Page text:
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From the article:

In addition, the menopausal transition and early postmenopausal period are times of particularly increased vulnerability to depression for women, with rates of MDD [major depressive disorder] and clinical elevations in depressive symptoms doubling or even tripling compared to premenopausal and late postmenopausal rates. A substantial proportion of women–between 26% and 33%–will develop clinically significant depressive symptoms within the context of perimenopausal hormonal flux.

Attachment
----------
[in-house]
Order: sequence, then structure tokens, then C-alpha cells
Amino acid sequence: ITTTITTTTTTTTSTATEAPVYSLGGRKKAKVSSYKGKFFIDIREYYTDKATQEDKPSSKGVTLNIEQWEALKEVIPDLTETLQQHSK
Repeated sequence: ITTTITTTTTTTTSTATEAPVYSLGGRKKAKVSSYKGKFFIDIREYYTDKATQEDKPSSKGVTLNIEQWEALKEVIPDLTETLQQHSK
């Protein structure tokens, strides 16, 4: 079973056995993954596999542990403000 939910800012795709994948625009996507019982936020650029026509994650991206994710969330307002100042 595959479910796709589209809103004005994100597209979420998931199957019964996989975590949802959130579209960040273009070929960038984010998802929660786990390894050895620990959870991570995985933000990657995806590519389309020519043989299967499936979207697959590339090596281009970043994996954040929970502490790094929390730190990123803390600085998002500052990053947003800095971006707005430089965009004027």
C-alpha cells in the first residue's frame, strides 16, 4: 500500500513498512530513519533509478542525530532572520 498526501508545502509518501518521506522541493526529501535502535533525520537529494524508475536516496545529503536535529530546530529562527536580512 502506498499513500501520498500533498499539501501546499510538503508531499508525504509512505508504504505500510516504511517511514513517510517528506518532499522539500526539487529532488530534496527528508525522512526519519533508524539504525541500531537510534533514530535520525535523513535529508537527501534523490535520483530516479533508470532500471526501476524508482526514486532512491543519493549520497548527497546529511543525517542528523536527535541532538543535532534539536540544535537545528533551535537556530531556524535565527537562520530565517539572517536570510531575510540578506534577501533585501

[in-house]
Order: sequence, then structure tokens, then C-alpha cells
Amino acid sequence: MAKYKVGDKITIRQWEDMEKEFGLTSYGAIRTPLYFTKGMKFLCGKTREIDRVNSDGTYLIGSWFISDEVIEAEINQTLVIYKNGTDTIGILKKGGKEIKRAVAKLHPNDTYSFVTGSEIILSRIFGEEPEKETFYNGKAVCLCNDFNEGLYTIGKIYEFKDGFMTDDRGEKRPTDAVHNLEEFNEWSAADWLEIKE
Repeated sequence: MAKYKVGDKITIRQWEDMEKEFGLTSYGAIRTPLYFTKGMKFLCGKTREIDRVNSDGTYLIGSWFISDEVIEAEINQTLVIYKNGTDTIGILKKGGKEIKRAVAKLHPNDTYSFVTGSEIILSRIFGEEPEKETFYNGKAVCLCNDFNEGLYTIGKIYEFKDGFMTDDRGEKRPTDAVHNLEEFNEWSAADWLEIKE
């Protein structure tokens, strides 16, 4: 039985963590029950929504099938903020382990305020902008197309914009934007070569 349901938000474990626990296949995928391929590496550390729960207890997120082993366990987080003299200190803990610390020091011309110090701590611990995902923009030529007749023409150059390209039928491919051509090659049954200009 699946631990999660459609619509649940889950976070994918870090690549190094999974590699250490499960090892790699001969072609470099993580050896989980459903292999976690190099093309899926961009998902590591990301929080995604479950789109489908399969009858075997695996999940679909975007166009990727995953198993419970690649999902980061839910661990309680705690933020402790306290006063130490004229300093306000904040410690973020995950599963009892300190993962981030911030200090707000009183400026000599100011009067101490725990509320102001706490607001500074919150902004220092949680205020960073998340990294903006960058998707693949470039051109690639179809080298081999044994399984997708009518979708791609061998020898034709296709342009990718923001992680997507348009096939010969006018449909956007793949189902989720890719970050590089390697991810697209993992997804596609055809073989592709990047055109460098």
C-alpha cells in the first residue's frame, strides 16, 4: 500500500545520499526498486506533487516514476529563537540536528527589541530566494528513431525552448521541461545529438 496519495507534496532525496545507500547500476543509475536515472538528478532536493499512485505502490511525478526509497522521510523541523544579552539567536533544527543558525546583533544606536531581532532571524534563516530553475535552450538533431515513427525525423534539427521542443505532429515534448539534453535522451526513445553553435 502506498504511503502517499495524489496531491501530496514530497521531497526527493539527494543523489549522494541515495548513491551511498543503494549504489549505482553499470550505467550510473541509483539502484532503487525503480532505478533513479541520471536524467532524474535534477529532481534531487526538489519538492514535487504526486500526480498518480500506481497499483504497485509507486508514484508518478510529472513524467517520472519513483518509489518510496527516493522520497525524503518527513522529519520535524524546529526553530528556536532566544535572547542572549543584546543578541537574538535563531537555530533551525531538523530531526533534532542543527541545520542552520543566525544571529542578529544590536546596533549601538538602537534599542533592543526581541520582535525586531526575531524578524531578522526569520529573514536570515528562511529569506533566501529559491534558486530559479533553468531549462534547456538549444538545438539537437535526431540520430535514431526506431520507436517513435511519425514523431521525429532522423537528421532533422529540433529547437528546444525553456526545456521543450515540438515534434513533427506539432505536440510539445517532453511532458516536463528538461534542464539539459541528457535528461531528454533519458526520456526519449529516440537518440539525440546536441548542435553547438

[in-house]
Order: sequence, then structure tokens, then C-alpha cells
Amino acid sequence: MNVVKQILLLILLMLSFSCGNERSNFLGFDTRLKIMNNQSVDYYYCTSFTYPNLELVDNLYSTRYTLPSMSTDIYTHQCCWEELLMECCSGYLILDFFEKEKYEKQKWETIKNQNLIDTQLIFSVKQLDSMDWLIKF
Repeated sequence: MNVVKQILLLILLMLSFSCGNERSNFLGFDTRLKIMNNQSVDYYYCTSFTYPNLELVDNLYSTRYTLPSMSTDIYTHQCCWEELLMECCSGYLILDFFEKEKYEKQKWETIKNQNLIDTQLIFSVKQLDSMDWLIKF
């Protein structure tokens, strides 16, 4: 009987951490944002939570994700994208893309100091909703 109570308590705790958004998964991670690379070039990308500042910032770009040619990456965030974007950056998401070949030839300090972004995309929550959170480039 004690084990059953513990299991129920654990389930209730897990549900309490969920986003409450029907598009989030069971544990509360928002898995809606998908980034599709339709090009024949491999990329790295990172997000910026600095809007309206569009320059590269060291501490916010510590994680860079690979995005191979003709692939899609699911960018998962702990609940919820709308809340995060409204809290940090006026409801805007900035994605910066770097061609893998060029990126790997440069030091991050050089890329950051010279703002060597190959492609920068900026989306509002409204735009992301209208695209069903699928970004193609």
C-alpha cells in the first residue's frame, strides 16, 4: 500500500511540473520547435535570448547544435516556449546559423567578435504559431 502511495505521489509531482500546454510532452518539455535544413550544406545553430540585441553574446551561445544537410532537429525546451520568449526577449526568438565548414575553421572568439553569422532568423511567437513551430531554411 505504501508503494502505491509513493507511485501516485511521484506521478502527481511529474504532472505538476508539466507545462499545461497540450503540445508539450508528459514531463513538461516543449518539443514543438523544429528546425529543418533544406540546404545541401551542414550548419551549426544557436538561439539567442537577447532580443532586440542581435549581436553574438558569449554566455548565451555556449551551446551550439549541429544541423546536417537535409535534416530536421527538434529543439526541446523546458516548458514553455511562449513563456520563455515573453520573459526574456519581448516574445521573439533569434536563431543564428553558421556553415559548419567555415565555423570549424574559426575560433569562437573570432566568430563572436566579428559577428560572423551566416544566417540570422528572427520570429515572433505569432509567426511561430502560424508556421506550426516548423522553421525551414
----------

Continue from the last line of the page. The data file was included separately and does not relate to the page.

The common physiological change occurring during the menopausal transition is extreme variability in estradiol concentrations, thus prompting the 12-month placebo-controlled randomized trial evaluating the mood and cardiovascular benefits of transdermal estradiol in perimenopausal women. The findings from the placebo group found that, in general, estradiol variability led to the development of depressive symptoms, as well as greater anger/irritability and feelings of rejection. More specifically, the findings suggest that perimenopausal estradiol fluctuation may increase women’s sensitivity to social rejection, and when this sensitivity is combined with psycho-social stressors such as divorce or bereavement, women are particularly vulnerable to developing clinically significant depressive symptoms. Of note, however, is that the effect of estradiol variability on mood is not the same in all women and, if a severe life stress did not occur, estradiol variability did not lead to depression. Very severe life stresses were defined and included divorce or separation, serious illness of a close relative or friend, significant current financial issues, physical or sexual abuse or assault, significant arrest of self or loved one.

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